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Tom Wolfe - The Bonfire of the Vanities Legolas Send a noteboard - 01/09/2011 08:16:42 PM
Tom Wolfe has long been one of the many authors on my rather vague "I should read this at some point" list (although it now turns out I had been amalgamating Tom Wolfe and Thomas Wolfe, who as it turns out are entirely different writers of different generations... what can I say, American literature isn't my strongest suit). When I stumbled across an interesting-looking novel called The Bonfire of the Vanities a few weeks ago in the library, by said author, it was hence an easy decision to give it a shot. Especially since I'd recently read and rather enjoyed William Thackeray's Vanity Fair, which this book obviously owed some kind of debt to.

The Bonfire of the Vanities is Wolfe's first novel, published when he was 56. He was an established writer at that point, having written numerous non-fiction books, several of them satirical descriptions of various phenomena. As he describes in the introduction, he kept finding "material" in and around New York that would be great to write a "big novel" about - and kept using it for non-fiction books, postponing his ambition of a "big novel" further and further. It's probably safe to say that the long wait paid off.

The plot of the novel focuses on Sherman McCoy, a wealthy and successful bonds trader on Wall Street, who likes to think of himself as one of the "Masters of the Universe". But when, one evening, he goes to pick up his mistress from the airport and somehow manages to get lost in the Bronx, things get out of hand quickly. It's a decent and engrossing plot - if a bit strangely tied up at the end - but it's Wolfe's satirical scenes and social commentary, and the descriptions of New York City, that make this book stand out. It shows that he had spent decades observing New York and writing non-fiction about some aspects of the city that he could now re-use in fiction - be it the snobbery of Park Avenue, the justice system in the Bronx or the importance of using the right accent in the right setting.

That last bit is something Wolfe devotes a lot of attention to. The many variants of English spoken by various groups in New York - the educated American English of the rich WASPs and a limited number of black characters, the speech patterns of the black community of the Bronx and that of their Italian and Irish neighbours, the Yiddish-influenced lingo of the Jews, the posh British of the expat Britons, the Southern drawl of a few newcomers to the city, and so on - are given a great deal of attention, and characters often adapt their natural speech to the environment they happen to be in (although for some reason Wolfe keeps using the same instance of that, the choice between "he doesn't" and "he don't";). Of course, language is merely one of the ways in which all those communities differ, but it is the one Wolfe devotes the most attention to.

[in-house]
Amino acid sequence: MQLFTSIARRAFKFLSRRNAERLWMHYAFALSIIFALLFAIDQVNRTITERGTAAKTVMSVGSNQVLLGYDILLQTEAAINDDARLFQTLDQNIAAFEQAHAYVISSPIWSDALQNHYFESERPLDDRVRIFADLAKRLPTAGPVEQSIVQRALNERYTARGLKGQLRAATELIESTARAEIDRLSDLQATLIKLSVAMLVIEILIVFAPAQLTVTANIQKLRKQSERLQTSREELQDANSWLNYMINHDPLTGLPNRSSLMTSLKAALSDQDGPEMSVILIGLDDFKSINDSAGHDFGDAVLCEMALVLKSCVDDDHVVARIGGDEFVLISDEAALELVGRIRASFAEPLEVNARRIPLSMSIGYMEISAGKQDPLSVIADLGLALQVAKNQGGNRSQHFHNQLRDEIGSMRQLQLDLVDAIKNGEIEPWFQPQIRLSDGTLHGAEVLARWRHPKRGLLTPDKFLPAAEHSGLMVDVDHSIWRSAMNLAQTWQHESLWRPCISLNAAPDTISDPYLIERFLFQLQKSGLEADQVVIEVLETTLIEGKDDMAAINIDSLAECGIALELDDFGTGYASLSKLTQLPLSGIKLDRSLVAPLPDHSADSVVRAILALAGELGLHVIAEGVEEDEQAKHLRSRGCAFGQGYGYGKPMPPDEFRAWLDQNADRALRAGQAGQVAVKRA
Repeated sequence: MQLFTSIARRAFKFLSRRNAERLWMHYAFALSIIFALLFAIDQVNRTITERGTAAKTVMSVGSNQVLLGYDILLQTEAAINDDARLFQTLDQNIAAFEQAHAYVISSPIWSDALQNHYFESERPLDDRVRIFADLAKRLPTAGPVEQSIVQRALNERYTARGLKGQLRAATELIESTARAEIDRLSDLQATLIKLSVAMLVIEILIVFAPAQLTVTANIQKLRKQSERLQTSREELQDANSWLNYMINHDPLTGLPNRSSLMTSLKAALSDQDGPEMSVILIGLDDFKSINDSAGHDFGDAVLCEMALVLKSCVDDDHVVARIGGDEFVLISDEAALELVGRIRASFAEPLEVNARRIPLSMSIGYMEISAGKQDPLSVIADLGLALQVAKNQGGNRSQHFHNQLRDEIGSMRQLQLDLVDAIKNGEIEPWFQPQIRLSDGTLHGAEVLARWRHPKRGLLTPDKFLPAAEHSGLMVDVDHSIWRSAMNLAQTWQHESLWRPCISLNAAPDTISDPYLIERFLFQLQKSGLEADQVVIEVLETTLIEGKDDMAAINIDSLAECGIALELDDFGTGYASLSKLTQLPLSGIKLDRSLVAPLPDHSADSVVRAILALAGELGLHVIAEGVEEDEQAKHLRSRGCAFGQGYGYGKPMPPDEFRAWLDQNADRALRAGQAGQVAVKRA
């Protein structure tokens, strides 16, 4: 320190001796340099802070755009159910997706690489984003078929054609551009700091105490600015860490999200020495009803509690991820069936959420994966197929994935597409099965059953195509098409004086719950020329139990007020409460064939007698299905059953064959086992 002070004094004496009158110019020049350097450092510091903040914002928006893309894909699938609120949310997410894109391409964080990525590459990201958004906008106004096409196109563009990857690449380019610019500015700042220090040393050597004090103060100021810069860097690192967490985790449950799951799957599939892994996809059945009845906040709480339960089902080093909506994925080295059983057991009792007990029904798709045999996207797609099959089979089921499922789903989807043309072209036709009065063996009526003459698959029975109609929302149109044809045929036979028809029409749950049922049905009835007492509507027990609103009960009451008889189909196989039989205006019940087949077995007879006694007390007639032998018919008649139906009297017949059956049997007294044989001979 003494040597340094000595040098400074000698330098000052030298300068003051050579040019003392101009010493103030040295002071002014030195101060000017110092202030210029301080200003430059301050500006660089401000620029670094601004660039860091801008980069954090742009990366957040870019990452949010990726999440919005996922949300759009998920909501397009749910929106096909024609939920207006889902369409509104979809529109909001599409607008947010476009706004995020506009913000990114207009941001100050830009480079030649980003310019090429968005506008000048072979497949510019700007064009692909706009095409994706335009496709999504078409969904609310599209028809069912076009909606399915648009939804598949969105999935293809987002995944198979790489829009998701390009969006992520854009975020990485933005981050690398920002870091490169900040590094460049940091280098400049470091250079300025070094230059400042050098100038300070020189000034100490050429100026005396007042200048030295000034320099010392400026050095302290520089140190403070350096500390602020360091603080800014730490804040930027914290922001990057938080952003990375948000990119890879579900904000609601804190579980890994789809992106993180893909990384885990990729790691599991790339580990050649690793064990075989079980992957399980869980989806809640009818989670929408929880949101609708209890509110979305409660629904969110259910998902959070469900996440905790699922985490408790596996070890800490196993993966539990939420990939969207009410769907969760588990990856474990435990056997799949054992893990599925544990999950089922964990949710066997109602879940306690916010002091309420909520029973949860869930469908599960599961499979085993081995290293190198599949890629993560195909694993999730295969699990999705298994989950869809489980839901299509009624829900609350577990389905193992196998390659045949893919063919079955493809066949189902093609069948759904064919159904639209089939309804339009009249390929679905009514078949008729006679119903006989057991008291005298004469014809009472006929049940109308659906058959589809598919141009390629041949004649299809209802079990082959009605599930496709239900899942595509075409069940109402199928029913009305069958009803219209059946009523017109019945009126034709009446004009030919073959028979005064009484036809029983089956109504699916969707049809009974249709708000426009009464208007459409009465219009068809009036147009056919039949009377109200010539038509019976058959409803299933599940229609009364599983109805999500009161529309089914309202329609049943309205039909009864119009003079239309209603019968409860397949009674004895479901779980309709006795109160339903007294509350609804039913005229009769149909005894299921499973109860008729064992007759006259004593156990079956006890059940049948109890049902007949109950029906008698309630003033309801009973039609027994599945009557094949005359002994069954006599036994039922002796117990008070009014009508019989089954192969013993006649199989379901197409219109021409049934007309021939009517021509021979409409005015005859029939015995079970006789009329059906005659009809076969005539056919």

Characterization is clearly less of a priority for Wolfe. Few of the characters are more than one-dimensional, and some are outright caricatures. But then, it's characterization of the city and its various constituent groups that he cares about, more than that of individuals. The reader isn't really supposed to identify or even sympathize much with any character. Nevertheless, I dare say for some readers this will be a significant point against the book.

As a satire and as a description of the New York City of the late eighties, this is an excellent novel, and there are too many memorable scenes to list. As far as plot and characters go, it could have been better, which keeps it from being a true masterpiece in my opinion. Still, I warmly recommend it, and will now keep an eye out for Wolfe's other writings, fiction and non-fiction both.
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Tom Wolfe - The Bonfire of the Vanities - 01/09/2011 08:16:42 PM 7955 Views

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